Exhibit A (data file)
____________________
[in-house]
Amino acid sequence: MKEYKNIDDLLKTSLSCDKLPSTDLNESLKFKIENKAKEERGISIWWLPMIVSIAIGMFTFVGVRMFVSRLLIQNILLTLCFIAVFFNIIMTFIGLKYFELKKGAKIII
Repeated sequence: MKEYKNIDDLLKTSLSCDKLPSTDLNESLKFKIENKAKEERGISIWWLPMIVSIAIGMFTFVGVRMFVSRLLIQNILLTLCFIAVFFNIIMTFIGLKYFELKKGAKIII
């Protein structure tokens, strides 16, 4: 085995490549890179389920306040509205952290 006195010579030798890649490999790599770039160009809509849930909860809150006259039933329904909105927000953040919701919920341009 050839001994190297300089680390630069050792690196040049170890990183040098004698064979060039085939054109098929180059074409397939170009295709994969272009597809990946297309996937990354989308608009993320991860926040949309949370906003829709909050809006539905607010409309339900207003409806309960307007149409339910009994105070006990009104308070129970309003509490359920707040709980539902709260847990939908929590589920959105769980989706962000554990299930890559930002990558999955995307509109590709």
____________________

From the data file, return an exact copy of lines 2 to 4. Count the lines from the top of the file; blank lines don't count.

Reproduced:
Amino acid sequence: MKEYKNIDDLLKTSLSCDKLPSTDLNESLKFKIENKAKEERGISIWWLPMIVSIAIGMFTFVGVRMFVSRLLIQNILLTLCFIAVFFNIIMTFIGLKYFELKKGAKIII
Repeated sequence: MKEYKNIDDLLKTSLSCDKLPSTDLNESLKFKIENKAKEERGISIWWLPMIVSIAIGMFTFVGVRMFVSRLLIQNILLTLCFIAVFFNIIMTFIGLKYFELKKGAKIII
């Protein structure tokens, strides 16, 4: 085995490549890179389920306040509205952290 006195010579030798890649490999790599770039160009809509849930909860809150006259039933329904909105927000953040919701919920341009 050839001994190297300089680390630069050792690196040049170890990183040098004698064979060039085939054109098929180059074409397939170009295709994969272009597809990946297309996937990354989308608009993320991860926040949309949370906003829709909050809006539905607010409309339900207003409806309960307007149409339910009994105070006990009104308070129970309003509490359920707040709980539902709260847990939908929590589920959105769980989706962000554990299930890559930002990558999955995307509109590709």